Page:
We have all been there, the first-timer anxiety. Every one of us started off with virgin skin, no holes or color added. The very first time that you go to a studio (for some of us it was a kitchen table) for a tattoo or body piercing, there is always at least a small degree of nervous anticipation. For some people it becomes far more than that, making it very difficult to think, and sometimes impossible to get through the process.
Here are some simple tips for first-time clients to help you get through your tattoo or body piercing with the least difficulty, and most enjoyment.
- SAFETY FIRST! Check out the shop, and look for a clean, well-organized work-space. Ask questions about what procedures they use in order to assure your safety. Vermont law requires tattoo studios to provide this information as part of full disclosure for clients.
- Look for quality artwork. Check out the portfolios of the artists or piercers before you schedule an appointment or sit down in the chair.
- Talk to your artist/piercer. If an someone is unwilling or unavailable to answer your questions (no matter how dumb you think they sound), then you are probably not in the right place. If you cannot get a satisfactory answer to a question, then look elsewhere.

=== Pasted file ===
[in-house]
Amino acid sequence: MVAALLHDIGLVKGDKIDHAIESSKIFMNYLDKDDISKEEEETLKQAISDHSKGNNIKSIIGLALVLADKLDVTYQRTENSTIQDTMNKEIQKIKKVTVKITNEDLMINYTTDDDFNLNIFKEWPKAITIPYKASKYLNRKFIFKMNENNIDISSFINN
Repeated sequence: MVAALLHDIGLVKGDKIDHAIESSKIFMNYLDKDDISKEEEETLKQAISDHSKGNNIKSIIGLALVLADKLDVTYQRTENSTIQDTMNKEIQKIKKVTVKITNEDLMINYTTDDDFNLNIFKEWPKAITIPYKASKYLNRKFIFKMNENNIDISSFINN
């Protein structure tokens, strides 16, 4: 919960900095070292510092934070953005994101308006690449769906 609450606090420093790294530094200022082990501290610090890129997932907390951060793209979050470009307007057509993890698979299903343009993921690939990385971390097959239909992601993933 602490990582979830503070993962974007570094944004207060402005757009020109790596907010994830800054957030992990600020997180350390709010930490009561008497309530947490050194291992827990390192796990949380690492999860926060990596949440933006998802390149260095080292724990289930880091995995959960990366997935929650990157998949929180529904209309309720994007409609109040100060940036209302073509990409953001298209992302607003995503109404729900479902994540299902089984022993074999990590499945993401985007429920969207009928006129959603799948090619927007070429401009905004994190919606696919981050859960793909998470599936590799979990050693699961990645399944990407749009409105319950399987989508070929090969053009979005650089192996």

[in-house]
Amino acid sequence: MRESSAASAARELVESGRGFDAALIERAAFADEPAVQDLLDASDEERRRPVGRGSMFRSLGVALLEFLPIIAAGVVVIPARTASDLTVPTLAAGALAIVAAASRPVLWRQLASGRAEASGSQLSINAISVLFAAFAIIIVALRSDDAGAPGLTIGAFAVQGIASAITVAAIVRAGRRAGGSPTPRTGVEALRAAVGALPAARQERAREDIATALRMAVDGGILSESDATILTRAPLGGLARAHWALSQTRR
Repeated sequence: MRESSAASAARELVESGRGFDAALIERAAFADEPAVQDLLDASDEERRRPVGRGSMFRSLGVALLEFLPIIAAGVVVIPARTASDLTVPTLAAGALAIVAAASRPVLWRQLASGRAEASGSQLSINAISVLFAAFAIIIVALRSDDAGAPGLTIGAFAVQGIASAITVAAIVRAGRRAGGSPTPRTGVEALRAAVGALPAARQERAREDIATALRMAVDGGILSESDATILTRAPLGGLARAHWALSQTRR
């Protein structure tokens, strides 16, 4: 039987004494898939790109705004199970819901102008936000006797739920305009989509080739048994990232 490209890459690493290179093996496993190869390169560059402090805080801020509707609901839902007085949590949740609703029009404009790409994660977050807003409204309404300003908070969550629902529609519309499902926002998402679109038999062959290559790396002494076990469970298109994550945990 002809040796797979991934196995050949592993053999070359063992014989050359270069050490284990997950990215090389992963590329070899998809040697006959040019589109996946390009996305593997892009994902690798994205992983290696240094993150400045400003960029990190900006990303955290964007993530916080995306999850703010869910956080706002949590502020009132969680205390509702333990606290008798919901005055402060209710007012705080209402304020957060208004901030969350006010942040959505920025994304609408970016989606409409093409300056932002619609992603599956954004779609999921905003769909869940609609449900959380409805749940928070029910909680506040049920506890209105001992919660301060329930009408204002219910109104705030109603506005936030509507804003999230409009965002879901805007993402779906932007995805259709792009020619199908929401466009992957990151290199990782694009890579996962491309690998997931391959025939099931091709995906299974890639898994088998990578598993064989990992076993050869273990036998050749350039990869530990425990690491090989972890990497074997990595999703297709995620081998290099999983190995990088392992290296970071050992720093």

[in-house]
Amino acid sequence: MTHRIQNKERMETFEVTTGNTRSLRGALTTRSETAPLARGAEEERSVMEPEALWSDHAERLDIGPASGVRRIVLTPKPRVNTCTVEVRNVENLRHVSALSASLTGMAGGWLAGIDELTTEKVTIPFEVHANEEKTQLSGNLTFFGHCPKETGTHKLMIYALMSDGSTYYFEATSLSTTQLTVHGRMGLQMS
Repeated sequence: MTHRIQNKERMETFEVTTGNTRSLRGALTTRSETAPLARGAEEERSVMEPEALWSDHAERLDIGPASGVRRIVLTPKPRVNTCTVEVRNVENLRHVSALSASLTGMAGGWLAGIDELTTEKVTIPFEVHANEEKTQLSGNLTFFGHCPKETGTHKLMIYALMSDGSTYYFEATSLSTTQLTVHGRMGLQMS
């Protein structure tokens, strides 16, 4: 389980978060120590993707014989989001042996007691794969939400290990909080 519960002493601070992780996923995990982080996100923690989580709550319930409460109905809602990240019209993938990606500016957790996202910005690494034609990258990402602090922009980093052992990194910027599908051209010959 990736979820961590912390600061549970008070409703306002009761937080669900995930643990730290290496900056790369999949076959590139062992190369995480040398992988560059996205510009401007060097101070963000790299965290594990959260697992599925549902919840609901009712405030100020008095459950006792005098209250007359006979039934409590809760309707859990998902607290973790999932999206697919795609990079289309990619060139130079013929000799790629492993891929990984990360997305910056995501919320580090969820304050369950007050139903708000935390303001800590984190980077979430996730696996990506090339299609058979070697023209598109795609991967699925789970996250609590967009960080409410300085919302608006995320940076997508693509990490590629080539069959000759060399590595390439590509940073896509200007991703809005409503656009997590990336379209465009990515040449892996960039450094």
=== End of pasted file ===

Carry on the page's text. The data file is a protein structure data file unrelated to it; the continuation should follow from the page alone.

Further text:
- Good work is not cheap. Try to get a price before you start. Most shops – including ours – will give at least a close estimate before beginning. Many large pieces will be priced at an hourly rate – industry standard practice – $100/hour is about average. $150/hour is common for high-end tattoo artwork in this area.
- EAT FIRST! Anxiety and stress can cause some people to feel light-headed, and more rarely, fainting. You would be wise to eat within two hours before you come in to our shop for a procedure.
- Wear appropriate clothing. Clothing that is constrictive will interfere with the tattoo or piercing process – comfortable trumps fashionable. And speaking of fashionable, we work with ink; permanent, messy, staining ink. We suggest that you do not wear your Sunday whites here to get work done.
- Do not bring your entourage. While it is completely understandable that you might want moral support while getting tattooed or pierced, keep it small. Having an audience of ten makes for a good show, but not a good tattoo. Less distraction is good for all of us.